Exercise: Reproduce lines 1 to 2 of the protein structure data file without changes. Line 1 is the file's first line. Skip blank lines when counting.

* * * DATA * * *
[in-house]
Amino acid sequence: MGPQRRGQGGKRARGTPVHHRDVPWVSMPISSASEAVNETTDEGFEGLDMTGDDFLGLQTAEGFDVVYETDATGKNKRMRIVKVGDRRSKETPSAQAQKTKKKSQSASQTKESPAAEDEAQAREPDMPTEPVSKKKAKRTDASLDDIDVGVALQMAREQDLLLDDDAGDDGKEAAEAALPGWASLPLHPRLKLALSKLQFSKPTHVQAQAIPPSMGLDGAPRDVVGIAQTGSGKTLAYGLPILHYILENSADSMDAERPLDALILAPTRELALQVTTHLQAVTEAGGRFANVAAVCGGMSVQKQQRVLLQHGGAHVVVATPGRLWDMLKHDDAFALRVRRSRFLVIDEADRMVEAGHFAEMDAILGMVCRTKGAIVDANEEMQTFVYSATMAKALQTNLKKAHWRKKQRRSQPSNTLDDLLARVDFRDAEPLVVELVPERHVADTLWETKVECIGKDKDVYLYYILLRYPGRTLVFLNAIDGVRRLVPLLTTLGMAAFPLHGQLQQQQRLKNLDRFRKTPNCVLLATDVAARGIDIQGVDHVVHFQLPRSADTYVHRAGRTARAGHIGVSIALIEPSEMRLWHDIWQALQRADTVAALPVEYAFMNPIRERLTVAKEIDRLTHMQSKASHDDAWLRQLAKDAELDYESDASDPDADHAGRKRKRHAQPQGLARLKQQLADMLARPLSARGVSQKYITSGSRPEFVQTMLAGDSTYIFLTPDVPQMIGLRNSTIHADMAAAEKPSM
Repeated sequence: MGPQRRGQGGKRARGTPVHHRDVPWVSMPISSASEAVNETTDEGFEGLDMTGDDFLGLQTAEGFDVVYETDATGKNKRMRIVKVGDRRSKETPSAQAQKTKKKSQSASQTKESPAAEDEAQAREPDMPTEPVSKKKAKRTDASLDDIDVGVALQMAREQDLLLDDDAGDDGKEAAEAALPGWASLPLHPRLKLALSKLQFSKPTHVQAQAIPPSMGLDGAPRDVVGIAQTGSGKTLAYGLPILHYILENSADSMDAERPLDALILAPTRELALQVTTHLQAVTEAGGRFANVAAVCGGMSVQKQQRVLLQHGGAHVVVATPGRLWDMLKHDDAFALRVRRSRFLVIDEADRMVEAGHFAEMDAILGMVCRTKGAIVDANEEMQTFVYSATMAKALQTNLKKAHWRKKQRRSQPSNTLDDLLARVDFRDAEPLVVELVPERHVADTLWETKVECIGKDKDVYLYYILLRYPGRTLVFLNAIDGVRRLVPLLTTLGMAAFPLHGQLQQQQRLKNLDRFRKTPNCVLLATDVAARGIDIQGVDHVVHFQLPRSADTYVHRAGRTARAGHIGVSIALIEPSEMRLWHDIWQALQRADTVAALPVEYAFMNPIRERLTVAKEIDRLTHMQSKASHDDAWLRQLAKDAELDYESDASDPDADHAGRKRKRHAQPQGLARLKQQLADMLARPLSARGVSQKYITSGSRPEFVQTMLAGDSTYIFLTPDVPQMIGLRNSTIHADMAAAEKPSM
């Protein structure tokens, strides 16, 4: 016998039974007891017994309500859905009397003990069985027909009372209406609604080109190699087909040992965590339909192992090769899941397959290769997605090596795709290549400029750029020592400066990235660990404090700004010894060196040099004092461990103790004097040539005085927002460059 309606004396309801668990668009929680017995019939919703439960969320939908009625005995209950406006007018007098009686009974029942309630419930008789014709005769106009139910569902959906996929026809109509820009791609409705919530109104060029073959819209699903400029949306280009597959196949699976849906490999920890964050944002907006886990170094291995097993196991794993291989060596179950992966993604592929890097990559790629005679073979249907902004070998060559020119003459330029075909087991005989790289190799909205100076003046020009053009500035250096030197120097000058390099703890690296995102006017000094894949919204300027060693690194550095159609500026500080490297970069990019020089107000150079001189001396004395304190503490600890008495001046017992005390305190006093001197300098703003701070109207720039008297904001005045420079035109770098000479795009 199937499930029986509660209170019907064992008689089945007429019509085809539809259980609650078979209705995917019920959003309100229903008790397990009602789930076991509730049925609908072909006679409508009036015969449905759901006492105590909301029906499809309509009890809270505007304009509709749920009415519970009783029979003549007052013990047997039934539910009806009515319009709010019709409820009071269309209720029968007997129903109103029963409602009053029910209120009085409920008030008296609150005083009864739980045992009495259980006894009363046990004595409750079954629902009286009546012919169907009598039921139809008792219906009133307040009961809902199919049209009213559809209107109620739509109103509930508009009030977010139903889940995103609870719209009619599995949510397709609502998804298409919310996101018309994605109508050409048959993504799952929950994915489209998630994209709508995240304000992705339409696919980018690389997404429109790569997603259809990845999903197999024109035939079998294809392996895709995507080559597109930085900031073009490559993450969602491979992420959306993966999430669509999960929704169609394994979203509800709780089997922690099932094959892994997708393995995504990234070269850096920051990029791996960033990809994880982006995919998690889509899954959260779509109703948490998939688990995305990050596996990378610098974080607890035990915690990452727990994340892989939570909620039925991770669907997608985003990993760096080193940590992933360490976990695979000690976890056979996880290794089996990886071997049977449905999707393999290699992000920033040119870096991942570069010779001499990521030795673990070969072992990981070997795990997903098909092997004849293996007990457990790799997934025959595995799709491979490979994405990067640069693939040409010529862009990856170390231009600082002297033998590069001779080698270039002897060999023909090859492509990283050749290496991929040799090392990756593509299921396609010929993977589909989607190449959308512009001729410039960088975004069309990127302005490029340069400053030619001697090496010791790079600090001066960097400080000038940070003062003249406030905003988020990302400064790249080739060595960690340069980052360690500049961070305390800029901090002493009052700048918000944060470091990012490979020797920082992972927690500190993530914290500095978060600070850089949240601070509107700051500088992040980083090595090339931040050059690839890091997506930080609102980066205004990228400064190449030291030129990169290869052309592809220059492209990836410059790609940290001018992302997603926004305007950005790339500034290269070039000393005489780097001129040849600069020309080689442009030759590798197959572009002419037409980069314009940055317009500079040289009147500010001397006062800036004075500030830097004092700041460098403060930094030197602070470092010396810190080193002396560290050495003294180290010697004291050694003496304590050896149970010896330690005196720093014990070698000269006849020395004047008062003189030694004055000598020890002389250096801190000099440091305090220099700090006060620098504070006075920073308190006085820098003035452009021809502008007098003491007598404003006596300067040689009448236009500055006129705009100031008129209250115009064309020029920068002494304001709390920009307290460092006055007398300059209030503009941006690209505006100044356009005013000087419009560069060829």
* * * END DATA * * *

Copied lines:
[in-house]
Amino acid sequence: MGPQRRGQGGKRARGTPVHHRDVPWVSMPISSASEAVNETTDEGFEGLDMTGDDFLGLQTAEGFDVVYETDATGKNKRMRIVKVGDRRSKETPSAQAQKTKKKSQSASQTKESPAAEDEAQAREPDMPTEPVSKKKAKRTDASLDDIDVGVALQMAREQDLLLDDDAGDDGKEAAEAALPGWASLPLHPRLKLALSKLQFSKPTHVQAQAIPPSMGLDGAPRDVVGIAQTGSGKTLAYGLPILHYILENSADSMDAERPLDALILAPTRELALQVTTHLQAVTEAGGRFANVAAVCGGMSVQKQQRVLLQHGGAHVVVATPGRLWDMLKHDDAFALRVRRSRFLVIDEADRMVEAGHFAEMDAILGMVCRTKGAIVDANEEMQTFVYSATMAKALQTNLKKAHWRKKQRRSQPSNTLDDLLARVDFRDAEPLVVELVPERHVADTLWETKVECIGKDKDVYLYYILLRYPGRTLVFLNAIDGVRRLVPLLTTLGMAAFPLHGQLQQQQRLKNLDRFRKTPNCVLLATDVAARGIDIQGVDHVVHFQLPRSADTYVHRAGRTARAGHIGVSIALIEPSEMRLWHDIWQALQRADTVAALPVEYAFMNPIRERLTVAKEIDRLTHMQSKASHDDAWLRQLAKDAELDYESDASDPDADHAGRKRKRHAQPQGLARLKQQLADMLARPLSARGVSQKYITSGSRPEFVQTMLAGDSTYIFLTPDVPQMIGLRNSTIHADMAAAEKPSM